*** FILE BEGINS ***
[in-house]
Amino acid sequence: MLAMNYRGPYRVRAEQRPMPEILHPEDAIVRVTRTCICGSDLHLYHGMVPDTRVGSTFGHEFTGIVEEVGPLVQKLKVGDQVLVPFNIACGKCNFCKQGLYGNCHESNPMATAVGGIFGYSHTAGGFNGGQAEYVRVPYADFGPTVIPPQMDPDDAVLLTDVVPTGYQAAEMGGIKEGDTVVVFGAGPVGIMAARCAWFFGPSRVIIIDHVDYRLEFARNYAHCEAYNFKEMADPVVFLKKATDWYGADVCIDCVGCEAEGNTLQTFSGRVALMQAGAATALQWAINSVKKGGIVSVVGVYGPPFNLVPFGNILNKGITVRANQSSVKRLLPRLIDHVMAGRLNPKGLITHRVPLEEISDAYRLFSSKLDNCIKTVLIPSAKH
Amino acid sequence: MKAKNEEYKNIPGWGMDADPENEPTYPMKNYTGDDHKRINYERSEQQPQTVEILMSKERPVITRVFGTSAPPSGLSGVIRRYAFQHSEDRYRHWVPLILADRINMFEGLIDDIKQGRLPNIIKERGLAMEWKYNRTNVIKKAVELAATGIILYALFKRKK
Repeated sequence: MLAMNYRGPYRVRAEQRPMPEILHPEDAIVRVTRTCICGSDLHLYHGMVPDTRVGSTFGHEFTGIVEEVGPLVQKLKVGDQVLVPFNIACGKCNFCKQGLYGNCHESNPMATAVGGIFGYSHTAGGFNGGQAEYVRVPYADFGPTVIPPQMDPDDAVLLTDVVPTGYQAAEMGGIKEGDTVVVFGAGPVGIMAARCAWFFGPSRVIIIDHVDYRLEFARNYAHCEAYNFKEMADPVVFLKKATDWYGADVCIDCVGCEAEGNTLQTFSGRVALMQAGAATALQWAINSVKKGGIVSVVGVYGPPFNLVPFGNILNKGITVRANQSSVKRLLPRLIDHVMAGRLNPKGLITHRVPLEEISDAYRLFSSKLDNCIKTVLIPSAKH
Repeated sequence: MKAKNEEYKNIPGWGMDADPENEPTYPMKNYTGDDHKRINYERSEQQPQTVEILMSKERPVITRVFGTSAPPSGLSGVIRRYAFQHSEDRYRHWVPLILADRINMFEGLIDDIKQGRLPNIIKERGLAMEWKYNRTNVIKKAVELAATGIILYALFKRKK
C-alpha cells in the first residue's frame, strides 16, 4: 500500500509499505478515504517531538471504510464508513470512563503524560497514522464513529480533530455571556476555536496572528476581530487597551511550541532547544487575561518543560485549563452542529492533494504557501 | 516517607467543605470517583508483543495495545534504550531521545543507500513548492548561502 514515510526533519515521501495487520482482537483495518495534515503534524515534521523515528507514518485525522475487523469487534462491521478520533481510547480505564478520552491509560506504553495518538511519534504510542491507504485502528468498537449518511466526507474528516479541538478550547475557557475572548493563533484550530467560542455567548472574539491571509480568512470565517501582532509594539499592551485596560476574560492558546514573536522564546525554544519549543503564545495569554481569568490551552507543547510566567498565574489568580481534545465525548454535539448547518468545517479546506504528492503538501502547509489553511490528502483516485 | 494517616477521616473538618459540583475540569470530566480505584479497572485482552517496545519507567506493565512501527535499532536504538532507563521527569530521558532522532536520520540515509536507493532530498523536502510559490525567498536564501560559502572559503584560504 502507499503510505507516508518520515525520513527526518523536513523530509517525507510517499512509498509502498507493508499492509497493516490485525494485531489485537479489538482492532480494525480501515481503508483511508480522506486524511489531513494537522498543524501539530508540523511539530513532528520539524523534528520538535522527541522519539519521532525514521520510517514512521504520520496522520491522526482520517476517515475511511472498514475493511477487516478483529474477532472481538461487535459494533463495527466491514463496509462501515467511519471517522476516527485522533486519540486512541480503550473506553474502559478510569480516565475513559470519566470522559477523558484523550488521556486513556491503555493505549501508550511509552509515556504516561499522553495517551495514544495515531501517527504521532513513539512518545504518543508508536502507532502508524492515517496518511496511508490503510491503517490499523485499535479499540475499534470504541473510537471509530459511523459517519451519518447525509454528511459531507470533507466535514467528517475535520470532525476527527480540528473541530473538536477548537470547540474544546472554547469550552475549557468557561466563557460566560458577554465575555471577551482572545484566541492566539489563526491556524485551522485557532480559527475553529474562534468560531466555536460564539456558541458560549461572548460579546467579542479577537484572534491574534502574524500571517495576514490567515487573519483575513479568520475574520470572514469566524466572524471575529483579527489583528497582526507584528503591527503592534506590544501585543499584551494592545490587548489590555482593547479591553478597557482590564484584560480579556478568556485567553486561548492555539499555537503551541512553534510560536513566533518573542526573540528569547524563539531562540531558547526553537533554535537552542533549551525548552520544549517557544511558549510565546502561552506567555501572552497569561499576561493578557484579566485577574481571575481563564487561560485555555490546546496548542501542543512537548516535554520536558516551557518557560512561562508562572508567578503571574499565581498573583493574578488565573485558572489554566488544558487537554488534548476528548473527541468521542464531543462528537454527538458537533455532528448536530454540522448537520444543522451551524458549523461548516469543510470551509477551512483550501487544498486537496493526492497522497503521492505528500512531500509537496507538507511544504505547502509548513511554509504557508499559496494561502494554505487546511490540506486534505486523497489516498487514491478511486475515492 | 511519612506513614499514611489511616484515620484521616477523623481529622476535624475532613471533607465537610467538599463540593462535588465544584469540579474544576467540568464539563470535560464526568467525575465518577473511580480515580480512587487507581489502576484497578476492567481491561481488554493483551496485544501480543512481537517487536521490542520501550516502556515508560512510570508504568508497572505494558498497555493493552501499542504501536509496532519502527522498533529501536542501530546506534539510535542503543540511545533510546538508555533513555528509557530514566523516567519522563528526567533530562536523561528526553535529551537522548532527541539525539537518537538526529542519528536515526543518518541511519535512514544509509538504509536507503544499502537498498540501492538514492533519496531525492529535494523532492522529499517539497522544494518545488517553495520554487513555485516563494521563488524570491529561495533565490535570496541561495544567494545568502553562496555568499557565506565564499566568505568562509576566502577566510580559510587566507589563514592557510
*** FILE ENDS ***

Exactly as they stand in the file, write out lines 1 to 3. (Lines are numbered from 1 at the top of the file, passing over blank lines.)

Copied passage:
[in-house]
Amino acid sequence: MLAMNYRGPYRVRAEQRPMPEILHPEDAIVRVTRTCICGSDLHLYHGMVPDTRVGSTFGHEFTGIVEEVGPLVQKLKVGDQVLVPFNIACGKCNFCKQGLYGNCHESNPMATAVGGIFGYSHTAGGFNGGQAEYVRVPYADFGPTVIPPQMDPDDAVLLTDVVPTGYQAAEMGGIKEGDTVVVFGAGPVGIMAARCAWFFGPSRVIIIDHVDYRLEFARNYAHCEAYNFKEMADPVVFLKKATDWYGADVCIDCVGCEAEGNTLQTFSGRVALMQAGAATALQWAINSVKKGGIVSVVGVYGPPFNLVPFGNILNKGITVRANQSSVKRLLPRLIDHVMAGRLNPKGLITHRVPLEEISDAYRLFSSKLDNCIKTVLIPSAKH
Amino acid sequence: MKAKNEEYKNIPGWGMDADPENEPTYPMKNYTGDDHKRINYERSEQQPQTVEILMSKERPVITRVFGTSAPPSGLSGVIRRYAFQHSEDRYRHWVPLILADRINMFEGLIDDIKQGRLPNIIKERGLAMEWKYNRTNVIKKAVELAATGIILYALFKRKK